(The following is reprinted from the "print edition" of my blog, which also includes an interview with Eugene Chadbourne, not yet seen online... It's out there at the usual places one finds these things -- Noize, Scratch, Zulu, and various other places downtown and in Kits (East Van distribution is, I hope, tonight...).
The koto is a traditional Japanese harp. Though it is usually employed in the performance of Japanese classical music, it is also of interest to avant gardists. Michiyo Yagi
(I’m using Western name-order for this, note) is one of the most passionate and interesting of Japan’s koto virtuosos and has recorded for Tzadik; she is part (along with Sachiko M. and Haco) of the avant-garde girl-pop trio Hoahio, and has played alongside John Zorn, Bill Laswell, Mark Dresser, and many, many Japanese musicians. Miya Masaoka
is based in San Francisco and has played with Ornette Coleman, Steve Coleman, Pharoah Sanders, Bang on a Can, Gerry Hemingway, and various symphony orchestras; she has played at a few Vancouver International Jazz Festivals, alongside Fred Frith and Joelle Leandre, among others. One of the more unlikely and unusual koto players, however, was not born in Japan, but Saskatchewan. Brett Larner
has played with Japanese and American avant-gardists, traditionalists and jazz musicians; his teachers are Anthony Braxton and Kazue Sawai. He is currently based in Tokyo, but will be performing in Vancouver on November 18th, accompanying Seattle-based avant gardist and Long String Instrument designer Ellen Fullman
I first saw Brett Larner at the Deluxe Improvisation Festival
, 2001, in Azabujuban, Tokyo. Almost all the other dozen or so performers on the bill that day (with the exception of NY expat drummer Samm Bennett and visiting clarinetist Gene Coleman) were Japanese, including Yoshihide Otomo, Tetsu Saitoh, and Taku Sugimoto. The music was experimental and improvisatory and often the ideas behind the compositions were as important as the music itself. Brett’s performance stood out as the most interesting to watch; it was also the most minimal, both in terms of the music he produced and in terms of the requirements of performance. Interested in generating drones and sustained tones from an instrument that is normally plucked or strummed, he set gyroscopes between the strings and let them spin. Occasionally, when they fell over, he would right them, sometimes relocating them. Otherwise he knelt on the floor, watching and listening. The audience – also primarily Japanese – quietly and intensely listened along.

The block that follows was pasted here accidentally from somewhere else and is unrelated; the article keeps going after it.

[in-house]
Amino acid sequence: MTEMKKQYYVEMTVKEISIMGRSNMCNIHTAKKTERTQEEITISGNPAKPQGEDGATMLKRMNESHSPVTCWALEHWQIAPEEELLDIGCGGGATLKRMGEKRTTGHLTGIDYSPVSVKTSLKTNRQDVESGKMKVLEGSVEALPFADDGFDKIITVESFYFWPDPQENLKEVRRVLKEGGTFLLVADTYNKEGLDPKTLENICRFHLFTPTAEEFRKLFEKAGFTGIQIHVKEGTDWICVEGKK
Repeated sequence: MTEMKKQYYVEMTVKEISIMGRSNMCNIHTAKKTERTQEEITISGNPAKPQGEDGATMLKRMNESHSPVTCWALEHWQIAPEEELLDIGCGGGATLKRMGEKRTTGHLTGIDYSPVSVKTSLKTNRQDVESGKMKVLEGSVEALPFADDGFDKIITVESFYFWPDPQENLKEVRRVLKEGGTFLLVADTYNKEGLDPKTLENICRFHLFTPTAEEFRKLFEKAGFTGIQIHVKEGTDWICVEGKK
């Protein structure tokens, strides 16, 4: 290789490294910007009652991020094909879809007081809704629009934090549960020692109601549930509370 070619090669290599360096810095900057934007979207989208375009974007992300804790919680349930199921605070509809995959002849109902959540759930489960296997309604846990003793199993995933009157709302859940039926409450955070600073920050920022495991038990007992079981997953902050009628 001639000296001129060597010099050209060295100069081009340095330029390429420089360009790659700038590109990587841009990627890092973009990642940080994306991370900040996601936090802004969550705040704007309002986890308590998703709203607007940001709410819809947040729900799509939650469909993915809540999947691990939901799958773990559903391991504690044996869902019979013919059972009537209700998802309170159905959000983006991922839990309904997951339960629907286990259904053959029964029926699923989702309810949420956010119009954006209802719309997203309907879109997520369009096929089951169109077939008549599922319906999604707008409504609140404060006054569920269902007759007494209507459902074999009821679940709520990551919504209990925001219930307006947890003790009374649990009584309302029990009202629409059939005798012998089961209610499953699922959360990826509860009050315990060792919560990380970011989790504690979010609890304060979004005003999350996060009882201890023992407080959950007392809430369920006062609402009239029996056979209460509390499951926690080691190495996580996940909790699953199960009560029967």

It was a memorable concert. At the time, I had a hard time getting into the CD of Brett’s gyroscope drones, Telemetry Transmission: Music for Koto and Gyroscopes
, and ended up leaving it behind when I returned from Japan, somewhat to my regret; but I ran into him a couple of times after that, and quite liked him. His new project in Vancouver is performing Ellen Fullman’s “long string instrument” at the Western Front, on Friday, November 18th. I asked Brett about what to expect and about his relationship to the avant garde music scene in Japan...
Allan: How welcomed do you feel in the Japanese scene?
Brett: It's varied a bit over the years, but for the most part very welcome. I've always kind of been in both the koto and improv scenes there. When I moved there for the first time in '97 I was immediately active as a koto player but it took a few years before i really started working regularly with the onkyo (minimal laptop noise) people and other improvisers. I usually felt like I was part of things, not treated differently or anything. Of course that affected my relationship with the koto world, but that's kind of a longer story. Since I've been back (in Japan) this time (a year now) I've been laying low for the most part, just practicing every day, but still hang out and periodically playing with (Tetsuzi) Akiyama, Toshimaru (Nakamura) etc. ( see http://www.japanimprov.com/ for more).